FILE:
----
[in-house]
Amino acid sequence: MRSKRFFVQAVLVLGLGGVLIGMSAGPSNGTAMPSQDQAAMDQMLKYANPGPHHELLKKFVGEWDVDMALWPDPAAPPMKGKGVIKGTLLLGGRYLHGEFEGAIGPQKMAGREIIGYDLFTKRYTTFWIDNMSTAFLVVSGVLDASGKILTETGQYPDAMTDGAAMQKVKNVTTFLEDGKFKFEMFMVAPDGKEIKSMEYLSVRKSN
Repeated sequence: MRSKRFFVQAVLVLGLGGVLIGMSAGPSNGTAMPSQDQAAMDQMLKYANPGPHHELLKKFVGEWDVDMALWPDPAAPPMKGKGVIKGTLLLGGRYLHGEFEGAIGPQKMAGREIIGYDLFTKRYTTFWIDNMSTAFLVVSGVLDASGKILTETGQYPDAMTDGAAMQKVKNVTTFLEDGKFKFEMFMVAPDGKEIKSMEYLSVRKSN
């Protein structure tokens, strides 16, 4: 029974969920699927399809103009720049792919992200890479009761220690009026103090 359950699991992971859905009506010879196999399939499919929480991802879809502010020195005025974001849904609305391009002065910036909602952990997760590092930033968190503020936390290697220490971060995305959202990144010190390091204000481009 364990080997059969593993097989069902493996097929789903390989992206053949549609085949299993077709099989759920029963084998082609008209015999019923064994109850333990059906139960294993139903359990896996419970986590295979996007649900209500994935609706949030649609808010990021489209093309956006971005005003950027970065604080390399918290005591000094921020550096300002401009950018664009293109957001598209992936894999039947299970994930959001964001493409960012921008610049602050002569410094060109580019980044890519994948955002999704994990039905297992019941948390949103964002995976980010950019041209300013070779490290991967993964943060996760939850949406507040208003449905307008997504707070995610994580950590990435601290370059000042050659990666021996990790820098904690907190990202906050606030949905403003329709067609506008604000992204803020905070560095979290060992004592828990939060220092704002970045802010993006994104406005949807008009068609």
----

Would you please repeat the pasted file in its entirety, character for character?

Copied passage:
[in-house]
Amino acid sequence: MRSKRFFVQAVLVLGLGGVLIGMSAGPSNGTAMPSQDQAAMDQMLKYANPGPHHELLKKFVGEWDVDMALWPDPAAPPMKGKGVIKGTLLLGGRYLHGEFEGAIGPQKMAGREIIGYDLFTKRYTTFWIDNMSTAFLVVSGVLDASGKILTETGQYPDAMTDGAAMQKVKNVTTFLEDGKFKFEMFMVAPDGKEIKSMEYLSVRKSN
Repeated sequence: MRSKRFFVQAVLVLGLGGVLIGMSAGPSNGTAMPSQDQAAMDQMLKYANPGPHHELLKKFVGEWDVDMALWPDPAAPPMKGKGVIKGTLLLGGRYLHGEFEGAIGPQKMAGREIIGYDLFTKRYTTFWIDNMSTAFLVVSGVLDASGKILTETGQYPDAMTDGAAMQKVKNVTTFLEDGKFKFEMFMVAPDGKEIKSMEYLSVRKSN
């Protein structure tokens, strides 16, 4: 029974969920699927399809103009720049792919992200890479009761220690009026103090 359950699991992971859905009506010879196999399939499919929480991802879809502010020195005025974001849904609305391009002065910036909602952990997760590092930033968190503020936390290697220490971060995305959202990144010190390091204000481009 364990080997059969593993097989069902493996097929789903390989992206053949549609085949299993077709099989759920029963084998082609008209015999019923064994109850333990059906139960294993139903359990896996419970986590295979996007649900209500994935609706949030649609808010990021489209093309956006971005005003950027970065604080390399918290005591000094921020550096300002401009950018664009293109957001598209992936894999039947299970994930959001964001493409960012921008610049602050002569410094060109580019980044890519994948955002999704994990039905297992019941948390949103964002995976980010950019041209300013070779490290991967993964943060996760939850949406507040208003449905307008997504707070995610994580950590990435601290370059000042050659990666021996990790820098904690907190990202906050606030949905403003329709067609506008604000992204803020905070560095979290060992004592828990939060220092704002970045802010993006994104406005949807008009068609």